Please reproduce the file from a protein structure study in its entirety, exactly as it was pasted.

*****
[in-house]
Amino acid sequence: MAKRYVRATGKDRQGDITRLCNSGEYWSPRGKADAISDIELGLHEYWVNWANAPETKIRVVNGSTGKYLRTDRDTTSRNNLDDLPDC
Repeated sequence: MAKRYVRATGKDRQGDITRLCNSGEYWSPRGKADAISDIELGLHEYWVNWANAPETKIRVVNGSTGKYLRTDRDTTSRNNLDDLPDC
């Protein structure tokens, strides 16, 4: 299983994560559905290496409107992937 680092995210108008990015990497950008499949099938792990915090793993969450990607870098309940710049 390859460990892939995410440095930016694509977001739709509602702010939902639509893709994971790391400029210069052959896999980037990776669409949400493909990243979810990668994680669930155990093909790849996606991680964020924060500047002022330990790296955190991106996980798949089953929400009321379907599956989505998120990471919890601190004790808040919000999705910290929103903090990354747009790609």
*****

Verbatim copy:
[in-house]
Amino acid sequence: MAKRYVRATGKDRQGDITRLCNSGEYWSPRGKADAISDIELGLHEYWVNWANAPETKIRVVNGSTGKYLRTDRDTTSRNNLDDLPDC
Repeated sequence: MAKRYVRATGKDRQGDITRLCNSGEYWSPRGKADAISDIELGLHEYWVNWANAPETKIRVVNGSTGKYLRTDRDTTSRNNLDDLPDC
């Protein structure tokens, strides 16, 4: 299983994560559905290496409107992937 680092995210108008990015990497950008499949099938792990915090793993969450990607870098309940710049 390859460990892939995410440095930016694509977001739709509602702010939902639509893709994971790391400029210069052959896999980037990776669409949400493909990243979810990668994680669930155990093909790849996606991680964020924060500047002022330990790296955190991106996980798949089953929400009321379907599956989505998120990471919890601190004790808040919000999705910290929103903090990354747009790609």